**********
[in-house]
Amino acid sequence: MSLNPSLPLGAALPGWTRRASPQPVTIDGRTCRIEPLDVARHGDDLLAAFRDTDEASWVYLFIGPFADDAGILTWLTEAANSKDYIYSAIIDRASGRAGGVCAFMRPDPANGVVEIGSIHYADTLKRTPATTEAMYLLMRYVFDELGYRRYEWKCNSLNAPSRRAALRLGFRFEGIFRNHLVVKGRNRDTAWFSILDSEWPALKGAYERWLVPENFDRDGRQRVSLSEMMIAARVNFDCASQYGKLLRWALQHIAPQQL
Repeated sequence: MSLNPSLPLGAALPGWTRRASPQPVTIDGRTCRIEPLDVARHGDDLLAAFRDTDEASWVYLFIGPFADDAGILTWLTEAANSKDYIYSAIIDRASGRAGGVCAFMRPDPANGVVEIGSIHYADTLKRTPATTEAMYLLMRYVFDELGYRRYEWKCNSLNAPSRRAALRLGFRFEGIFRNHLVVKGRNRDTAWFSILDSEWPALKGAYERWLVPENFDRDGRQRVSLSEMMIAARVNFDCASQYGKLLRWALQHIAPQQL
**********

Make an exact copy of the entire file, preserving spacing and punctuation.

[in-house]
Amino acid sequence: MSLNPSLPLGAALPGWTRRASPQPVTIDGRTCRIEPLDVARHGDDLLAAFRDTDEASWVYLFIGPFADDAGILTWLTEAANSKDYIYSAIIDRASGRAGGVCAFMRPDPANGVVEIGSIHYADTLKRTPATTEAMYLLMRYVFDELGYRRYEWKCNSLNAPSRRAALRLGFRFEGIFRNHLVVKGRNRDTAWFSILDSEWPALKGAYERWLVPENFDRDGRQRVSLSEMMIAARVNFDCASQYGKLLRWALQHIAPQQL
Repeated sequence: MSLNPSLPLGAALPGWTRRASPQPVTIDGRTCRIEPLDVARHGDDLLAAFRDTDEASWVYLFIGPFADDAGILTWLTEAANSKDYIYSAIIDRASGRAGGVCAFMRPDPANGVVEIGSIHYADTLKRTPATTEAMYLLMRYVFDELGYRRYEWKCNSLNAPSRRAALRLGFRFEGIFRNHLVVKGRNRDTAWFSILDSEWPALKGAYERWLVPENFDRDGRQRVSLSEMMIAARVNFDCASQYGKLLRWALQHIAPQQL